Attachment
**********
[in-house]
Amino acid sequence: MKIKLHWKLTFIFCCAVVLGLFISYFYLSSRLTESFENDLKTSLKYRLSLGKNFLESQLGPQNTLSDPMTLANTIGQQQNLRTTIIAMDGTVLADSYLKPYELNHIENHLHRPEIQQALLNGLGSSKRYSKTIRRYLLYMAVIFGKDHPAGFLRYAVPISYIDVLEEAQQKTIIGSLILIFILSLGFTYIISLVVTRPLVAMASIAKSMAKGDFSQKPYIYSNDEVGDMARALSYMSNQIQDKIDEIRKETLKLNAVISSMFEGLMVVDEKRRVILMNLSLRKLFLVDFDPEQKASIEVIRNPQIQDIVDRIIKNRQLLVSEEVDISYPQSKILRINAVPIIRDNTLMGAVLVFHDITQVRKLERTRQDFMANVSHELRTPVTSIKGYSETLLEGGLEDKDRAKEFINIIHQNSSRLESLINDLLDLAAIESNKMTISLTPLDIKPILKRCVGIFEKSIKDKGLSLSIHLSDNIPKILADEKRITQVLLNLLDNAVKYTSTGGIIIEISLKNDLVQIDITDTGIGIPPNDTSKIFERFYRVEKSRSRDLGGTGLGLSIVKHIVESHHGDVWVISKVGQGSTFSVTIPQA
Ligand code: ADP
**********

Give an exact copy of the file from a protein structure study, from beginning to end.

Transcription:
[in-house]
Amino acid sequence: MKIKLHWKLTFIFCCAVVLGLFISYFYLSSRLTESFENDLKTSLKYRLSLGKNFLESQLGPQNTLSDPMTLANTIGQQQNLRTTIIAMDGTVLADSYLKPYELNHIENHLHRPEIQQALLNGLGSSKRYSKTIRRYLLYMAVIFGKDHPAGFLRYAVPISYIDVLEEAQQKTIIGSLILIFILSLGFTYIISLVVTRPLVAMASIAKSMAKGDFSQKPYIYSNDEVGDMARALSYMSNQIQDKIDEIRKETLKLNAVISSMFEGLMVVDEKRRVILMNLSLRKLFLVDFDPEQKASIEVIRNPQIQDIVDRIIKNRQLLVSEEVDISYPQSKILRINAVPIIRDNTLMGAVLVFHDITQVRKLERTRQDFMANVSHELRTPVTSIKGYSETLLEGGLEDKDRAKEFINIIHQNSSRLESLINDLLDLAAIESNKMTISLTPLDIKPILKRCVGIFEKSIKDKGLSLSIHLSDNIPKILADEKRITQVLLNLLDNAVKYTSTGGIIIEISLKNDLVQIDITDTGIGIPPNDTSKIFERFYRVEKSRSRDLGGTGLGLSIVKHIVESHHGDVWVISKVGQGSTFSVTIPQA
Ligand code: ADP